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Paper vs. screen: on which medium do children learn better ?

© Pexels/Max Fischer

Technology has never been more present. In the all-digital age, students are increasingly swapping their textbooks and notebooks for tablets and laptops. Very soon, France will even be one of the first major OECD countries to attempt the adventure of artificial intelligence in the education sector.

The Covid-19 pandemic has accelerated digital transformation, for workers but also for students and pupils. But UNESCO has already sounded the alarm, recommending the banning of smartphones, computers and tablets in classrooms. In addition to protecting students from harassment, this would improve learning. With better supervision of technology, UNESCO above all wants to refocus education on people. And the organization may be right. At least, a new study published by researchers at Columbia University in New York goes in this direction. At the last school year, Sweden, a pioneer in digital education, finally reversed course and reissued school textbooks.

According to this new study, children would learn better from paper rather than on a tablet or computer.

Better understanding thanks to paper

The Teachers Collegue of Columbia University in New York looked at 49 children aged between 10 and 12 years old. The age of the participants is not trivial. Indeed, this is a “pivotal period in the development of reading” according to the researchers. Indeed, it is generally at this age that we go “learning to read” to “reading to learn”.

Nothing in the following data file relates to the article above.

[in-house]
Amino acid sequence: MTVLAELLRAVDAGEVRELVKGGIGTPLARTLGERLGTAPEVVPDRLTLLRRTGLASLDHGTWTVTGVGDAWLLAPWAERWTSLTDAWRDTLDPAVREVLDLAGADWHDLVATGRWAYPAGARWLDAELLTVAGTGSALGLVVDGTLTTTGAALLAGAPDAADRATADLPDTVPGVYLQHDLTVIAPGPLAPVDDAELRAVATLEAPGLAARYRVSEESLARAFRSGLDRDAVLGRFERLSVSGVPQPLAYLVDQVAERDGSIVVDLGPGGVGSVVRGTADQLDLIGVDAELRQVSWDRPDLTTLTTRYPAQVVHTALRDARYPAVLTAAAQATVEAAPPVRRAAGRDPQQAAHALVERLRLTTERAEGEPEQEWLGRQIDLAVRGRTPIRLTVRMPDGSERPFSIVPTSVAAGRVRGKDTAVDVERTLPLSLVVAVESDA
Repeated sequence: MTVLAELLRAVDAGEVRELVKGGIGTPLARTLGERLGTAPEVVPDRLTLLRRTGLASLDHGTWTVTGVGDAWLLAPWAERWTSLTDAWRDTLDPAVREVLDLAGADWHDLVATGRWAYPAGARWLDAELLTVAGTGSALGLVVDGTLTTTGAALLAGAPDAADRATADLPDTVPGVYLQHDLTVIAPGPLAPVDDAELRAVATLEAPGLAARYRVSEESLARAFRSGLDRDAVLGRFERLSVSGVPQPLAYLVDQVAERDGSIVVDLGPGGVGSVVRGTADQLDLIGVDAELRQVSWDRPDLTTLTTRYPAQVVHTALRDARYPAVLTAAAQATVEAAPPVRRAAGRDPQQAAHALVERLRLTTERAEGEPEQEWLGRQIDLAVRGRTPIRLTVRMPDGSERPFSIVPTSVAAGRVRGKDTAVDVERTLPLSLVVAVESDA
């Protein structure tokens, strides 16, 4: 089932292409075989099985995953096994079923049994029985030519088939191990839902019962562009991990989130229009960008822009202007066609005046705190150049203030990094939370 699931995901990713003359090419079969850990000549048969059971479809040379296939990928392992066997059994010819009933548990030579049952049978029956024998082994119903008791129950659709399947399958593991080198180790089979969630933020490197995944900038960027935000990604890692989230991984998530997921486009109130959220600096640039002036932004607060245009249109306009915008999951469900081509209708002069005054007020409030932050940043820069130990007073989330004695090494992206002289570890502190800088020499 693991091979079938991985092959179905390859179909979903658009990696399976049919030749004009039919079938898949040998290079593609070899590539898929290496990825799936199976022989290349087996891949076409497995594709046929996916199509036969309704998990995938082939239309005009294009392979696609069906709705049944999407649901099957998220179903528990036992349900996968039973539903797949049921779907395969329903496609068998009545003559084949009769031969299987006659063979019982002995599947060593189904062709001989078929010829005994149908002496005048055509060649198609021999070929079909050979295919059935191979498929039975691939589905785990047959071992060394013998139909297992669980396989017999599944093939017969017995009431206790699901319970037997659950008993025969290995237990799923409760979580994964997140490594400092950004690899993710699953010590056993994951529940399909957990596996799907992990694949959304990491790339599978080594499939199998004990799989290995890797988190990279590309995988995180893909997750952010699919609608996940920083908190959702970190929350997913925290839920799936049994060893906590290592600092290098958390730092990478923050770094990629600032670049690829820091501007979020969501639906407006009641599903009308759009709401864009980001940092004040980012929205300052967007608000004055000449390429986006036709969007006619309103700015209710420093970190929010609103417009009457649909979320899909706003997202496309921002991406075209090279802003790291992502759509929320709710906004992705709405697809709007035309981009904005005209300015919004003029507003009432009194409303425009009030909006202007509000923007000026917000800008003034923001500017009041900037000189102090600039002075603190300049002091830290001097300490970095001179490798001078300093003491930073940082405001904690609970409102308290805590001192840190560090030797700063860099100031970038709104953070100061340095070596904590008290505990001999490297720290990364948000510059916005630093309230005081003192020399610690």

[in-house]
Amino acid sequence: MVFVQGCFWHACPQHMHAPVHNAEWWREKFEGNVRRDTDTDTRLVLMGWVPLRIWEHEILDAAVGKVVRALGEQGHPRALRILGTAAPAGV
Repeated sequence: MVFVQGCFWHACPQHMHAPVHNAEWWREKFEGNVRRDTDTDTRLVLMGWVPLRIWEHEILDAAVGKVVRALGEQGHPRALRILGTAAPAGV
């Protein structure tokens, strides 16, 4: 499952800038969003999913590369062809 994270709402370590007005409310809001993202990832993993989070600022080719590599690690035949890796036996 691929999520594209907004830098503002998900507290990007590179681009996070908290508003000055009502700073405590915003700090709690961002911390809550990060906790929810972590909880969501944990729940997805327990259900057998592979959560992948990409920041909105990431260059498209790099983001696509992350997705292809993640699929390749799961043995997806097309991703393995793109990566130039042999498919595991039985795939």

Using a net stuffed with electrodes, the researchers were able to observe the brain responses of children who were asked to read informative texts, on paper and digital media. They were also asked comprehension questions. The goal of the study is quite simple: to find out what they understood from the text they have just read. To do this, participants had to perform semantic judgment tasks on a single word while their brain electrical activity was carefully observed.

According to this study, the brain reacts differently depending on text support. Texts printed on paper allowed deeper semantic coding than digital texts. Simply put, children understand what they read better when they read it on paper rather than on a screen.

Researchers at Colombia University therefore confirm the importance of preserving school textbooks in the all-digital era. However, there is no need to abandon digital learning entirely. As the study points out, digital media remains rapid access to information, which is crucial. Especially today. Additionally, digital support can significantly help students with reading disabilities. In conclusion, it is a question of finding a balance between the supports. For in-depth learning, it would be better to rely on textbooks and handouts, while digital is useful for many other aspects of education.

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Teilor Stone

By Teilor Stone

Teilor Stone has been a reporter on the news desk since 2013. Before that she wrote about young adolescence and family dynamics for Styles and was the legal affairs correspondent for the Metro desk. Before joining Thesaxon , Teilor Stone worked as a staff writer at the Village Voice and a freelancer for Newsday, The Wall Street Journal, GQ and Mirabella. To get in touch, contact me through my teilor@nizhtimes.com 1-800-268-7116